Earlier this year, Business Insider reported that investment banks were falling over each other in a bid to secure a role in Monzo’s prospective blockbuster IPO. Founded in 2015 by former Starling Bank employees, Monzo has disrupted the highly concentrated UK banking market and grown at an astronomical rate since.
CEO TS Anil had previously claimed that Monzo was looking at raising funds through an IPO in 2023. This was at a time when interest rates sat at historical lows and tech valuations climbed to, in hindsight, unsustainable highs. These conditions were ideal for the fintech firm and enabled them to complete a fundraising round that valued them at £3.7 billion.
A key competitive advantage for Monzo is its ability to organically attract customers (90% join through word of mouth), which has led to its UK customer base growing twofold since January 2020, up to 7 million. Monzo’s May 2022 annual run rate indicated revenues of £270 million, which would mean a 75% increase. The bulk of its revenue comes from fees and commissions, so transaction volume is a key growth metric rather than balance sheet size, highlighting the contrast in business models between the fintech challenger bank and its traditional commercial counterpart.
Now Monzo is cash flow positive and on track to become profitable by the end of this year. Plans to grow its lending platform have coincided with rapidly rising interest rates, offering a welcome boost in margins for the blossoming division. Financial Statements for 2022 show that a 200-basis point increase would increase net interest income by £64 million. The UK base rate has increased by 3.5% between then and now.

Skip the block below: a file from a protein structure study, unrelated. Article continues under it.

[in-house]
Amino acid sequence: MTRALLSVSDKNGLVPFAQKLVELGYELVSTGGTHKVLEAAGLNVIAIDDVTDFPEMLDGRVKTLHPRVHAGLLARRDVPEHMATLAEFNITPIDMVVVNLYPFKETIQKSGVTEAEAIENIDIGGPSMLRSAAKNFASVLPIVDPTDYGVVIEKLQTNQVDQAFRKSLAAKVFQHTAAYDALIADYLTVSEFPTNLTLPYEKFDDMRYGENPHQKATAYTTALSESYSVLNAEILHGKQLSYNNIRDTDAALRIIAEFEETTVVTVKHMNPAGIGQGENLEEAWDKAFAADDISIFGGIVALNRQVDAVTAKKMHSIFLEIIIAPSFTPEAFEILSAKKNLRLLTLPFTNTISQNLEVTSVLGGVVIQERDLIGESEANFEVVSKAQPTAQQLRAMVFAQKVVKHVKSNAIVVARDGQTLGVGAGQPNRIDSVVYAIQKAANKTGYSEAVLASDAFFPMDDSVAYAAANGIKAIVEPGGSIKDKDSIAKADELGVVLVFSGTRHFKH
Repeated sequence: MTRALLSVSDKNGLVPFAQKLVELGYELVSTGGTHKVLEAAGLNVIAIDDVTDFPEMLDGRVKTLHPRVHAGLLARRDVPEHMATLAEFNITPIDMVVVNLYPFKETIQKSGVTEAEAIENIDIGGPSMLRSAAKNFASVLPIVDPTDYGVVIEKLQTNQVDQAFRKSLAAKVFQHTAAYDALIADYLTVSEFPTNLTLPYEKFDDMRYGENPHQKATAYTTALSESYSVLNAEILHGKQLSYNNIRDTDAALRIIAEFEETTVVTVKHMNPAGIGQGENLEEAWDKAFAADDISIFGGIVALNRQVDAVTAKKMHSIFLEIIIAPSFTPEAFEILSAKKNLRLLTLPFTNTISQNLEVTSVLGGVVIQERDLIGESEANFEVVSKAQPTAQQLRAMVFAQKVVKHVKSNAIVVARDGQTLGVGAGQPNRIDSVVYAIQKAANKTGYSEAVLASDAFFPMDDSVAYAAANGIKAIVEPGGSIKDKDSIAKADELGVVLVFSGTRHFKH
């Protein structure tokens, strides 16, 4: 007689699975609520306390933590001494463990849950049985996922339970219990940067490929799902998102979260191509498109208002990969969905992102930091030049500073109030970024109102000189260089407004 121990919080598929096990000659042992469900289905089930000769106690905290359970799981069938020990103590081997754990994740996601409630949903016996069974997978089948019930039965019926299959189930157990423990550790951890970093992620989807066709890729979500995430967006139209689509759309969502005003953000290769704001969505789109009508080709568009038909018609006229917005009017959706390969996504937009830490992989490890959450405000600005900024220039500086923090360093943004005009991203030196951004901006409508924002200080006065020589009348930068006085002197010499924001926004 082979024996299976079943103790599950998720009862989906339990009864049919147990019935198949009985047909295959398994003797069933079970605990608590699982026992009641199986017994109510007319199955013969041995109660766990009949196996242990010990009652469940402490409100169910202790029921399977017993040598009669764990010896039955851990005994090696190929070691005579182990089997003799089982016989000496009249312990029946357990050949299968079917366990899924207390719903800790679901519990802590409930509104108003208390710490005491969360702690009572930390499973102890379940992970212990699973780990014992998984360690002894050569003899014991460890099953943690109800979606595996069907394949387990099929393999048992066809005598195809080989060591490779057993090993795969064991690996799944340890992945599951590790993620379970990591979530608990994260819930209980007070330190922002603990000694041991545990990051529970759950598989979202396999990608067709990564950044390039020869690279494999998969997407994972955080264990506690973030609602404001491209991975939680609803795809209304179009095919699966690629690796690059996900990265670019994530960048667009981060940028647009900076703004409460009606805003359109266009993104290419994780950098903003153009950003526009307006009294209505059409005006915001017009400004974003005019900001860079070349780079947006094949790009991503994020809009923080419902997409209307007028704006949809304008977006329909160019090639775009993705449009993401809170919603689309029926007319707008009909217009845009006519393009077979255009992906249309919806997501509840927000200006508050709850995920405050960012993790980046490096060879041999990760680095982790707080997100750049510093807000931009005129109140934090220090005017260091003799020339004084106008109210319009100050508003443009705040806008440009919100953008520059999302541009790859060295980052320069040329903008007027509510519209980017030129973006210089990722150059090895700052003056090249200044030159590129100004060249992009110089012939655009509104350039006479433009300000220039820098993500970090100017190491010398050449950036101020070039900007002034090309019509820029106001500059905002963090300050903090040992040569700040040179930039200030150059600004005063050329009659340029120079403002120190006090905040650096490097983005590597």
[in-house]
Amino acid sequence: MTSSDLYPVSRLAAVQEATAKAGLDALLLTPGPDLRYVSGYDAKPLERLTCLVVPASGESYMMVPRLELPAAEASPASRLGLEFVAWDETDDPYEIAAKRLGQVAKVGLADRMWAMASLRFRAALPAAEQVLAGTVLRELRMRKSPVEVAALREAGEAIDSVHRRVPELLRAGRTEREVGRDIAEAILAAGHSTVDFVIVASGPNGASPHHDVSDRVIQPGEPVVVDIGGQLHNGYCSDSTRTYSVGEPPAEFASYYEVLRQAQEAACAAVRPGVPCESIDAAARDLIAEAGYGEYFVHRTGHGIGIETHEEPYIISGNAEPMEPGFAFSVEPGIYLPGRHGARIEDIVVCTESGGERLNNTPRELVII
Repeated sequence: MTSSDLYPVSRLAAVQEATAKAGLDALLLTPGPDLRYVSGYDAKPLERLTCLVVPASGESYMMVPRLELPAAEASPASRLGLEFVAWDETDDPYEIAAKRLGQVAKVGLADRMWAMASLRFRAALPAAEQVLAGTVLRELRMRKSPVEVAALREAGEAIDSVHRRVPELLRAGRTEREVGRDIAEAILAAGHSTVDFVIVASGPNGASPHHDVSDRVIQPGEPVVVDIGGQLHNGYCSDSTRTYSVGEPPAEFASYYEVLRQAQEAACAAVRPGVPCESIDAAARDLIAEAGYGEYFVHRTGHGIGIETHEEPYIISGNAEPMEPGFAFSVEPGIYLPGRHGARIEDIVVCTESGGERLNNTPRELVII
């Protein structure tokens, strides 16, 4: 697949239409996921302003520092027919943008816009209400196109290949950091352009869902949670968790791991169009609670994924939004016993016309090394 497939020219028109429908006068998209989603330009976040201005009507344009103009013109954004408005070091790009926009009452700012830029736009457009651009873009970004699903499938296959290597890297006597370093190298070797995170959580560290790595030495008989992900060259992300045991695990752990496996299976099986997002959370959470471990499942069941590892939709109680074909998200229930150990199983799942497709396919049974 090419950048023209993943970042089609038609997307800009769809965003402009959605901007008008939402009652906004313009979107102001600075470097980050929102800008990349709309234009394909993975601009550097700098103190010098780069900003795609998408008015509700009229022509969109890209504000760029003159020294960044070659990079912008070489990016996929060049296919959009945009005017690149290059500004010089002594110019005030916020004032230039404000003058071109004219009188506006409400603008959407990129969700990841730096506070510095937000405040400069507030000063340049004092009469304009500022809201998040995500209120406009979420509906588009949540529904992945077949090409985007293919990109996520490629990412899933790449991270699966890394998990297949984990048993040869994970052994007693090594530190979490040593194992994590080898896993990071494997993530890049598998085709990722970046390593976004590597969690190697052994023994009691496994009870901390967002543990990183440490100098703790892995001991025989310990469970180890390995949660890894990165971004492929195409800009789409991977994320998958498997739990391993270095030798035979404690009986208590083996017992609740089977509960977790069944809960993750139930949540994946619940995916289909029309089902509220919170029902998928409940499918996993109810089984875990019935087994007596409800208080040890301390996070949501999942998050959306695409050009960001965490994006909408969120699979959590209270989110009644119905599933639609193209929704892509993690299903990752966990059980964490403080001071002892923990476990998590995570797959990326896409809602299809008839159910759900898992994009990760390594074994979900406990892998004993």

Monzo was set up with the vision of becoming a financial marketplace free of the risk management burdens associated with maturity transformation. This strategic change in the face of large losses shows nimble, reactive decision-making from management, which has paid off.
However, the macro environment harms Monzo in other ways. Increased discount rates on valuation and a worryingly inverted yield curve signalling a recession in many developed countries will lead to more conservative IPO valuations. As explained, Monzo has turned its financial performance on its head and raised significant sums so it will not require an IPO to fund operations; it has the option to wait until conditions are more favourable.
The wait will be short. Senior management comments and annual reports show that the company is pursuing growth at an aggressive rate, which includes growing its presence in the massive US market. To scale further, the firm will need easier access to capital markets and further injections of liquidity for investment.
Private market valuations are tough to gauge with limited data and often lag public market valuations. However, as an indicator, competitor Starling Bank’s valuation was cut last year by 40% while expecting a record pre-tax profit of more than £120 million this fiscal year.
This comes during a particularly challenging period for the City of London as it fights for relevance as a global hub for equity capital markets. There have been several high-profile criticisms about the City’s lack of international competitiveness, with stock valuations significantly lower than New York listings. Both CRH and Arm, potentially having a combined valuation of $90 billion, have recently ditched the London Stock Exchange in favour of the US.
While a higher interest rate environment will help foster growth for the UK’s neo banks, related IPOs will remain highly anticipated.